While most aging people would prefer to stay at home rather than moving to a nursing facility, this may become necessary because of their condition. Some medical issues cannot easily be treated at home, and they may require constant monitoring and professional assistance. In other situations, a resident does not have serious health conditions but lacks access to resources or assistance from family members. They may need to move into a nursing facility because they are unable to live by themselves. About 10 percent of all stays in a nursing facility last three years or more, and about a third last more than a year.
When you are considering which type of facility works for your loved one or you, you should review the different levels of care that are available. Some facilities will offer more than one level of care. If someone is struggling with an acute condition, they will want to make sure that the care is sufficiently intensive and that the staff is skilled in treating that specific condition. If someone could live at home but simply needs to move into a nursing facility as a practical matter, they may prefer a facility that offers enjoyable activities rather than a high level of monitoring and active nursing care.
Skilled Nursing Facilities
People who need careful attention and professional assistance may benefit from receiving services at a skilled nursing facility. This type of facility will have a registered nurse on duty at all times, and the staff will include licensed vocational or practical nurses who can provide 24/7 nursing services. Most people do not spend more than a few weeks in a skilled nursing facility. A stay there most commonly follows treatment in a hospital for a serious illness or injury. The cost can be expensive and may not be entirely covered by Medicare, Medicaid, or private insurance.
Some skilled nursing facilities function as departments in hospitals. These provide extremely high levels of care and diligent monitoring, as well as more sophisticated treatments and therapies. Like other skilled nursing facilities, they are designed for short-term stays following treatment in a hospital for a serious illness or injury. Unlike other skilled nursing facilities, the cost tends to be covered completely by Medicare, Medicaid, or private insurance.
Intermediate Care Facilities
People who have chronic but not acute illnesses may choose to live at an intermediate care facility, which is often part of a skilled nursing facility or a custodial care facility. Long-term stays in these facilities are more common than in skilled nursing facilities. The staff provide a combination of medical care and personal assistance. As with a skilled nursing facility, a licensed nurse is always on duty. Most often, people receive care in an intermediate care facility when they are going through a longer recovery period from an illness or injury but do not require the sophisticated care provided at a skilled nursing facility. Medicaid may cover some of these costs, although Medicare does not. Private insurance usually does not cover these costs unless the insurer provides prior approval.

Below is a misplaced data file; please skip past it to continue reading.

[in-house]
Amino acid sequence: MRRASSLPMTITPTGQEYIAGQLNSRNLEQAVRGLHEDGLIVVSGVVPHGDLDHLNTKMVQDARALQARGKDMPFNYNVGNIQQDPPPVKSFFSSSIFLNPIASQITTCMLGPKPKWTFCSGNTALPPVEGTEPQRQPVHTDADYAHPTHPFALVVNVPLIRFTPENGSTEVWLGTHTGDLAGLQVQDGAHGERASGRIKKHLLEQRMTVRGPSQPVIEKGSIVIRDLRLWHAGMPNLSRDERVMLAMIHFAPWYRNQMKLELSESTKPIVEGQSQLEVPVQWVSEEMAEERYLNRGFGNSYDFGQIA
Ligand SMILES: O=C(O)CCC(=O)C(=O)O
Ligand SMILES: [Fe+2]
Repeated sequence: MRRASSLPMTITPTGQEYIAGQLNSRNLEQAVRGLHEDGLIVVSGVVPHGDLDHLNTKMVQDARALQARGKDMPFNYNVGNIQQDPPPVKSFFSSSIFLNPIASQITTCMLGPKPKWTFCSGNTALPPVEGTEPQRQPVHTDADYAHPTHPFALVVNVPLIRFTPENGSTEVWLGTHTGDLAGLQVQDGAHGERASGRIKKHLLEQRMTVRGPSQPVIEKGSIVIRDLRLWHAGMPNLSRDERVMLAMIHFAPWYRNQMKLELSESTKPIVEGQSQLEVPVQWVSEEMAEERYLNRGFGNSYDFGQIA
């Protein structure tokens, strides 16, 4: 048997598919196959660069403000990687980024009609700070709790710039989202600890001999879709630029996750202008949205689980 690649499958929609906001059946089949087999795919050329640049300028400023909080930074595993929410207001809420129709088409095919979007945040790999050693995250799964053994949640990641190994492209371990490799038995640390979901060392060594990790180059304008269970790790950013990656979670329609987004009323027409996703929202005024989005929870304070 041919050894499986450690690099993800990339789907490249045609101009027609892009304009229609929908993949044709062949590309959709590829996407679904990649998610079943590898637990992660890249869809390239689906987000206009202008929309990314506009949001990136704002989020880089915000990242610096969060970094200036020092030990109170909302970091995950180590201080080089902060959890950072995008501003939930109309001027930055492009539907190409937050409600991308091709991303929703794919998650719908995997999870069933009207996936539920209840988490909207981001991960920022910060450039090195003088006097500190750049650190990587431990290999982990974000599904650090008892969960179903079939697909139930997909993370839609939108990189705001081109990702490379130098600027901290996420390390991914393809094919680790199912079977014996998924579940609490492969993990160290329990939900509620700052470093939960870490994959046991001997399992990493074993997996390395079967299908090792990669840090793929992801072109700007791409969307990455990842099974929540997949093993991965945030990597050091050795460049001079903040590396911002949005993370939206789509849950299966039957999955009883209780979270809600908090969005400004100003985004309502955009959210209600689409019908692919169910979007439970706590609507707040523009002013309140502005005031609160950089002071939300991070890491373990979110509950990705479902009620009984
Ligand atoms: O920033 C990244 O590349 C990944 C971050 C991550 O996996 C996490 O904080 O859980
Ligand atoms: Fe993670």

Custodial Care Facilities
These facilities do not provide a high degree of medical care, focusing instead on personal activities and recreational and social opportunities. They lightly monitor the physical condition of residents but are best suited to people who do not need regular attention. They cost much less than the options above. Medicare and private insurance supplements do not cover any of these costs. Medicaid may cover the costs if the resident qualifies for it, and residents who are veterans may obtain some coverage through VA benefits. If you get long-term care insurance, this may cover some or all of the costs. However, you should read more here about this option, which is not a good fit for many people.
Choosing a Long-Term Care Facility
Unfortunately, not every facility provides the welcoming, homelike environment that you would hope to find, even if it meets the technical requirements. A resident should retain their dignity and quality of life to the extent possible, while receiving the appropriate care. You can ask for referrals from your doctor or the hospital that treated your loved one or you, as well as any family members and friends who may have gone through similar experiences. Local community organizations, government agencies, and national private organizations like the American Association of Homes for the Aging also may point you in the right direction. If a patient suffers from a specific condition or disability, they may want to get advice from an organization dedicated to that area, such as the American Cancer Society or the Alzheimer’s Disease Foundation.
You may want to check to see whether a facility is certified by the Healthcare Financing Administration before choosing it. This means that it meets standards imposed by the federal government. The vast majority of nursing facilities are certified, so a lack of a certificate may be a red flag. (However, sometimes a facility does not get certified simply because it does not want to accept people on Medicaid.)